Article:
The next morning we drove from Litochoro, Greece to Prizren, Kosovo. Taking the same route of toll roads from Katerini, past Thessaloniki to the Makedonian border at Evzonoi, and to Skopje, we took the A4/E65 to Kosovo. In Kosovo we drove through Kačanik heading towards Ferizaj. We meant to turn onto R-115/115 at Gornja Gabrica but after seeing the state of the road and the heavy horse and cart traffic, decided to continue to Ferizaj and take M25-3/M25/E-851 (I note all of the names due to the inconsistent and occasionally contradictory signage along the route). After getting out of the rough dirt roads and numerous construction sites in Ferizaj the road was pretty smooth. There were relatively few horse-drawn carts, but many military convoys that slowed things down. Routefinding was easiest by just following the flow of local traffic rather than reading unreliable or nonexistent road signs.

Where Eagles Dare Where Eagles Dare  by Bob Sihler

Call me crazy, but seeing a golden eagle soar along about 10 yards overhead paralleling your route as you are traversing an exposed ridge after a nice snow climb to an unnamed peak in a lightly used range in one of the world's greatest wilderness complexes pretty much makes the day, no matter what else happens-- including a skin-soaking thunderstorm-- a great one.

And that was just one of the highlights. It was a great day of mountaineering, easily among one of my best ever.

Ditching Black thoughts from
my Head Ditching Black thoughts from my Head  by Mike Lewis

I left with Joanna on July 27th at 6:00 am from Lynnwood to the North Fork Sauk trail-head with the intention of camping at White Pass where we part ways, climbing Indian Head the next morning, moving to Red pass in the afternoon and then attempt the Painted Traverse counter-clockwise to Black Mountain the following day. The last bit didn't work out since I felt unsafe without snow in the gulley on Black but overall it was a great time out.

I hadn't had any sleep the previous night since I was talking with my brother Josh and Matt Lemke who had just returned from a long trip in Peru and also some personal stuff I wanted to take care of. The trail miles seemed a little slower since I hadn't been used to packing for multiple days in a while. We arrived at Mackinaw around 10am and took a brief water break before marching up the hot switchbacks to White Pass. I was very surprised to see how many wild strawberries there were all the way up the trail in sunny clearings. They are ripening and very much sweeter than store-bought.

Father and
Daughter Adventures in Central America Father and Daughter Adventures in Central America  by Scott

This is the story of a father-daughter adventure in Central America. I had told the kids that when they turned 10, they could do a trip with just dad if they would like.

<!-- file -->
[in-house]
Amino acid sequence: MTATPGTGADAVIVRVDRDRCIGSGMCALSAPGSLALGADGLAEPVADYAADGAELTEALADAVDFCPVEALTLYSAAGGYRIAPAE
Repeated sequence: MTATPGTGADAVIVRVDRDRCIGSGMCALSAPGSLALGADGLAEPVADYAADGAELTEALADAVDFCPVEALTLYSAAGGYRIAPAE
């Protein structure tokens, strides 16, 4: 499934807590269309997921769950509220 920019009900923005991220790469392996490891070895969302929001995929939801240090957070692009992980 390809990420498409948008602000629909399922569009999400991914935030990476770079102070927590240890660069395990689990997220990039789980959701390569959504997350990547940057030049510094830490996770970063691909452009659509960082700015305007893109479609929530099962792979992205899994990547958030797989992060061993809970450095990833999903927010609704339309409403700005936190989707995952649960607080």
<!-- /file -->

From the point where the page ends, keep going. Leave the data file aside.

Shaylee and I had planned a trip to Central America so we could do a humanitarian aid trek. Unfortunately, the organizers of the treks decided that she was too young, so we had to make alternate plans. We came up with lots of alternate plans including bungee jumping, climbing volcanoes, ziplining, and viewing wildlife. Despite a few bumps and setbacks, we accomplished a lot in our allotted 19 days away from home.

This was my third time to Guatemala (having been there in 1992-1993 and 2008) and Shaylee’s second time. I knew Guatemala had changed when the first store I saw was a Wal-Mart! Although I had been to Guatemala on two previous trips, other than climbing Volcán Tajumulco, we would visit things and areas that we hadn’t seen before. The first trip to Guatemala, I climbed Volcán Tacana and Volcán Tajumulco and the second time we visited Esquipulas and the Copan area.

We had also both visited El Salvador previously (2008), but last time we visited La Palma and El Pital (the highest peak in the country), so this time we’d see all new areas.

Harvard/Columbia winter
traverse 2015 Harvard/Columbia winter traverse 2015  by pchernik

On Friday, January 16th we drove down from Denver area to Buena Vista. The guide book talked about parking around 9200 ft in the winter, as the road would not be plowed past that point. We drove up to about 9000 ft of elevation, but had to go back and park around 8700 on the side of the road, as we didn't have chains and the 4WD had trouble going up the snowy uphill.

We left the car around 10pm and hiked in up to roughly 9100 ft, just past the boundary of the San Isabel National Forest, where we pitched our tent on the snow. Given that next day's 8 mile hike didn't promise to be too difficult, we set the alarm for 7:30am, and went to sleep around midnight.

On Saturday, January 17th we got up around 7:30 am, and started moving by about 9am after having breakfast and packing up.